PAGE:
m_vForward = Vector3f( m_mat4ViewMatrix[ 0 ][ 2 ], m_mat4ViewMatrix[ 1 ][ 2 ], m_mat4ViewMatrix[ 2 ][ 2 ] );
	m_vUp = Vector3f( m_mat4ViewMatrix[ 0 ][ 1 ], m_mat4ViewMatrix[ 1 ][ 1 ], m_mat4ViewMatrix[ 2 ][ 1 ] );
	m_vLeft = Vector3f( m_mat4ViewMatrix[ 0 ][ 0 ], m_mat4ViewMatrix[ 1 ][ 0 ], m_mat4ViewMatrix[ 2 ][ 0 ] );

	m_vBackward = -m_vForward;
	m_vRight = -m_vLeft;

	if ( g_pInput->IsButtonPressed( "Forward" ) )
	{
		SetPosition( GetPosition() + m_vForward * 0.01f * g_pEngine->GetDeltaTime() );
	}
	else if ( g_pInput->IsButtonPressed( "Backward" ) )
	{
		SetPosition( GetPosition() + m_vBackward * 0.01f * g_pEngine->GetDeltaTime() );
	}
	if ( g_pInput->IsButtonPressed( "Left" ) )
	{
		SetPosition( GetPosition() + m_vLeft * 0.01f * g_pEngine->GetDeltaTime() );
	}
	else if ( g_pInput->IsButtonPressed( "Right" ) )
	{
		SetPosition( GetPosition() + m_vRight * 0.01f * g_pEngine->GetDeltaTime() );
	}
}

Well I'm happy this works. Anything I should look out for?

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4 hours ago, missionctrl said:

The camera's forward direction is already baked into the matrix.

The top left 3x3 set of numbers in the matrix is the rotation part.  Which isn't nearly as complicated as it sounds.  It just defines the X-Y-Z directions.  The first row is the X-axis (left-right), the second row is the Y-axis (up-down), and the third row is the Z-axis (forward-backward).  So at any time, you can just grab the third row of a transform matrix to get its "forward" direction.  Something like : vec3( mat[0][2], mat[1][2], mat[2][2] )

Good answer, I updated my implementation too, since we know camera direction (in matrix) already, there is no need to keep default direction manually. 

 

 

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Glad it works now!

9 hours ago, MichaelBarth said:

However, I still feel like my method of clamping the yaw and pitch values is a bit silly.

No, this isn't silly at all.  I do it all the time.  But there are a couple other options that might work better for different situations (although I think your current method is the best for most situations).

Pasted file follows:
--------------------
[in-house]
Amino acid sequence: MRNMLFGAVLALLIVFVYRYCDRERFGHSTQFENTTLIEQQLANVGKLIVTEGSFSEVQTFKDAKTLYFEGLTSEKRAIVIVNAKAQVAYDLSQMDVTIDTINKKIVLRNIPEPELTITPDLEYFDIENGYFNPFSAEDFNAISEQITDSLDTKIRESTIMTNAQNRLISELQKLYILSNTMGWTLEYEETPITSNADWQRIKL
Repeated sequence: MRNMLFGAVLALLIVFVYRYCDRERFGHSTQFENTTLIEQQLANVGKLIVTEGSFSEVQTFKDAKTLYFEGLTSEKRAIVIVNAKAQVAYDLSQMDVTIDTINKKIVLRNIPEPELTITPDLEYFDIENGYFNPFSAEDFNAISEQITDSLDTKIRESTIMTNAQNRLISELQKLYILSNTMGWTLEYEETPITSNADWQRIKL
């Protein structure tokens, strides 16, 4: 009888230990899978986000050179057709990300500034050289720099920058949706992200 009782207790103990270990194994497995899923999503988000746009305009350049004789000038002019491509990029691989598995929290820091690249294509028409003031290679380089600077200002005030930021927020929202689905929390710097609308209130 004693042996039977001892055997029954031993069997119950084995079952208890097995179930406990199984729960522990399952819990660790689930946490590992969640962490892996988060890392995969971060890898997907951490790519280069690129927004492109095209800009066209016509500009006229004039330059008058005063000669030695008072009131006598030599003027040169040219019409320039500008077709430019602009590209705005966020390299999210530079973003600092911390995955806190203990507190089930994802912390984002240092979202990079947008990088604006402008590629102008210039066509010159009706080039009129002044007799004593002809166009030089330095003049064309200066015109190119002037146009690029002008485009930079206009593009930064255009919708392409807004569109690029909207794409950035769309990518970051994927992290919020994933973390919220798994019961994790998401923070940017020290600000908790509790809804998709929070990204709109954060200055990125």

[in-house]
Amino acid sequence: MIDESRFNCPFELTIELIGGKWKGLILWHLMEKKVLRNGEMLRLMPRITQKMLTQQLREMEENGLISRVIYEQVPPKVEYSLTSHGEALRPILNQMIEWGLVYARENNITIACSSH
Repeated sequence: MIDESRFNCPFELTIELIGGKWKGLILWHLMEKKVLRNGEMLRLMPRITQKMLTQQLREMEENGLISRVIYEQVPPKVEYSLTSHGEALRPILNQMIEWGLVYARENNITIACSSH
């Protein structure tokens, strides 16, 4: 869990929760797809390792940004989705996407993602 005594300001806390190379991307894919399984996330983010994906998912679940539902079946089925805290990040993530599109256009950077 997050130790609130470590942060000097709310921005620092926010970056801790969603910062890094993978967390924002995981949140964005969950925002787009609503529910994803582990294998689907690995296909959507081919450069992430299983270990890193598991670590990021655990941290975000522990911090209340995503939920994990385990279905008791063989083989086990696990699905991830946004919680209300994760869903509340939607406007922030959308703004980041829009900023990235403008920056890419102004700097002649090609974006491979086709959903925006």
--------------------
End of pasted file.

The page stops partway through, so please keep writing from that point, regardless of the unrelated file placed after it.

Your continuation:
First, you could just stop clamping it.  A rotation of 20,000 degrees is still valid and should still work.  The only downside is that it's less readable (i have no idea what direction 20,000 is pointing).  Eventually, in a really long session, numbers might also accumulate to the point where you start losing floating-point precision.

The other option is to stop accumulating the rotation and only incrementally rotate the matrix.  Right now your function resets the matrix every frame and then re-rotates it back to the desired rotation.  Instead, you could stop resetting it and only rotate it by the delta yaw and pitch.  Then you don't need to track the rotation separately at all.  The only problem is that it now becomes more difficult if you need to reference the player's heading for some other purpose (like an overhead map view for example)

Edited by missionctrl

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Alright cool. What I'm getting from this is that the view matrix is essentially the same as a model matrix, just here we're handling it through some kind of input.

 

So I guess the next thing is gimbal lock. Is it really such a scary thing that people make it out to be? Because that's probably the only reason I wanted to use Quaternions. Is this something I really need to worry about?

Edited by MichaelBarth

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Ah alright. So that sounds good for now, however later down the line if I go to implement networking, that sounds like something I'm going to need. Well I could revisit this later then, unless you or anybody else has anything to say about it. It shouldn't be too hard to rework so long as I move the bulk of it to my Transform class instead of individual objects.

 

Anyway, thank you all so much! You've been a great help.!

Edited by MichaelBarth